The previous student work utilised the riches of the Library’s digital and physical collections, with the Flickr collection being especially popular with students. However, the inspiration came from many different directions - from art books, photographs and maps to the reading room bags.

This year’s student competition will be launched in October 2023.

Collage of different images of types of coats at the British Library including a man wearing a traditional Romanian winter coat, and a technical image detailing elements of a winter coat
From the winning portfolio of Mihai Popesku, Middlesex University student, who used the Library collections to research traditional Romanian dress

Update: there's been some great coverage in the fashion press (and social media), including this Vogue article that begins 'Priya Ahluwalia’s show purposefully took place at the British Library. More than just a venue, it tied into the theme of her work: bringing forgotten or untold stories about talented people to attention'.

06 September 2023

Open and Engaged 2023: Community over Commercialisation

The British Library is delighted to host its annual Open and Engaged Conference on Monday 30 October, in-person and online, as part of International Open Access Week.

Open and Engaged 2023: Community over Commercialisation, includes headshots of speakers and lists location as The British Library, London and contact as openaccess@bl.uk

In line with this year’s #OAWeek theme: Open and Engaged 2023: Community over Commercialisation will address approaches and practices to open scholarship that prioritise the best interests of the public and the research community. The programme will focus on community-governance, public-private collaborations, and community building aspects of the topic by keeping the public good in the heart of the talks. It will underline different priorities and approaches for Galleries-Libraries-Archives-Museums (GLAMs) and the cultural sector in the context of open access.

We invite everyone interested in the topic to join us on Monday, 30 October!

This will be a hybrid event taking place at the British Library’s Knowledge Centre in St. Pancras, London, and streamed online for those unable to attend in-person.

You can register for Open and Engaged 2023 by filling this form by Thursday, 26 October 18:00 BST. Please note that the places for in-person attendance are now full and the form is available only for online booking.

Registrants will be contacted with details for either in-person attendance or a link to access the online stream closer to the event.

Programme

Slides and recordings of the talks are available as a collection in the British Library’s Research Repository.

9:30     Registration opens for in-person attendees. Entrance Hall at the Knowledge Centre.

10:00   Welcome

10:10   Keynote from Monica Westin, Senior Product Manager at the Internet Archive

Commercial Break: Imagining new ownership models for cultural heritage institutions.

10:40   Session on public-private collaborations for public good chaired by Liz White, Director of Library Partnerships at the British Library.

  • Balancing public-private partnerships with responsibilities to our communities. Mia Ridge, Digital Curator, Western Heritage Collections, The British Library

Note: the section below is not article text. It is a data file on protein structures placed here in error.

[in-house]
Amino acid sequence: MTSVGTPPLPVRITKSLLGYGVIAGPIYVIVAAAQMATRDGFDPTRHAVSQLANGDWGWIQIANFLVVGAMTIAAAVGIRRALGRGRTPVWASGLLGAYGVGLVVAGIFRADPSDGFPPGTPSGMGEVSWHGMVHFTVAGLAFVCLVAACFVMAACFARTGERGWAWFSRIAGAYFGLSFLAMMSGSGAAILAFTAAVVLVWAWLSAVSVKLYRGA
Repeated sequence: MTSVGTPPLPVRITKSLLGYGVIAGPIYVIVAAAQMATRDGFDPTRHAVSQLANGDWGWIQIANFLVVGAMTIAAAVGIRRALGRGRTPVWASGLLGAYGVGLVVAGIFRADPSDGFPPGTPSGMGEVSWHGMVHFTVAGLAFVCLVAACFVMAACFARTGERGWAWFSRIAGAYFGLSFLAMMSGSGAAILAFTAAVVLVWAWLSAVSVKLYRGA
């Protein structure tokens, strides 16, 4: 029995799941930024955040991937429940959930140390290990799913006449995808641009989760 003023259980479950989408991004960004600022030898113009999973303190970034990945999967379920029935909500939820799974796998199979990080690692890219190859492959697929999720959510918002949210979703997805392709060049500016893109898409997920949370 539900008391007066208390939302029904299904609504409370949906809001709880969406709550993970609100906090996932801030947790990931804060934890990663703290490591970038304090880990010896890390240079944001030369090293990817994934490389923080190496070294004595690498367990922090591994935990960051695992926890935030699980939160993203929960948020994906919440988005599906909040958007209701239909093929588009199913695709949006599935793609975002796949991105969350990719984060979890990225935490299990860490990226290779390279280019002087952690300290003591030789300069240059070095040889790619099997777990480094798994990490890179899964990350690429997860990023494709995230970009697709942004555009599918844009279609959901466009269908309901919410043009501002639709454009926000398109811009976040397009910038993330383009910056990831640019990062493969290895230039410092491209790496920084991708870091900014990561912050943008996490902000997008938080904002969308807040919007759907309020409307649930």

• Where do I stand? Deconstructing Digital Collections [Research] Infrastructures: A perspective from Towards a National Collection. Javier Pereda, Senior Researcher of the Towards a National Collection (TaNC)
  • "This is not IP I'm familiar with." The strange afterlife and untapped potential of public domain content in GLAM institutions. Douglas McCarthy, Head of Library Learning Centre, Delft University of Technology.

11:40   Break

12:10   Lightning talks on community projects chaired by Graham Jevon, Digital Service Specialist at the British Library.

  • The Turing Way: Community-led Resources for Open Research and Data Science. Emma Karoune, Senior Research Community Manager, The Alan Turing Institute.
  • Open Online Tools for Creating Interactive Narratives. Giulia Carla Rossi, Curator for Digital Publications and Stella Wisdom, Digital Curator for Contemporary British Collections, The British Library

12:45   Lunch

13:30   Session on the community-centred infrastructure in practice chaired by Jenny Basford, Repository Services Lead at the British Library.

  • AHRC, Digital Research Infrastructure and where we want to go with it. Tao Chang, Associate Director, Infrastructure & Major Programmes, Arts and Humanities Research Council (AHRC)
  • The critical role of repositories in advancing open scholarship. Kathleen Shearer, Executive Director, Confederation of Open Access Repositories (COAR). (Remote talk)
  • Investing in the Future of Open Infrastructure. Kaitlin Thaney, Executive Director, Invest in Open Infrastructure (IOI). (Remote talk)

14:30   Break

15:00   Session on the role of research libraries in prioritizing the community chaired by Ian Cooke, Head of Contemporary British Publications at the British Library.

  • Networks of libraries supporting open access book publishing. Rupert Gatti, Co-founder and the Director of Open Book Publishers, Director of Studies in Economics at the Trinity College Cambridge
  • Collective action for driving open science agenda in Africa and Europe. Iryna Kuchma, Open Access Programme Manager at EIFL. (Remote talk)
  • The Not So Quiet Rights Retention Revolution: Research Libraries, Rights and Supporting our Communities. William Nixon, Deputy Executive Director at RLUK-Research Libraries UK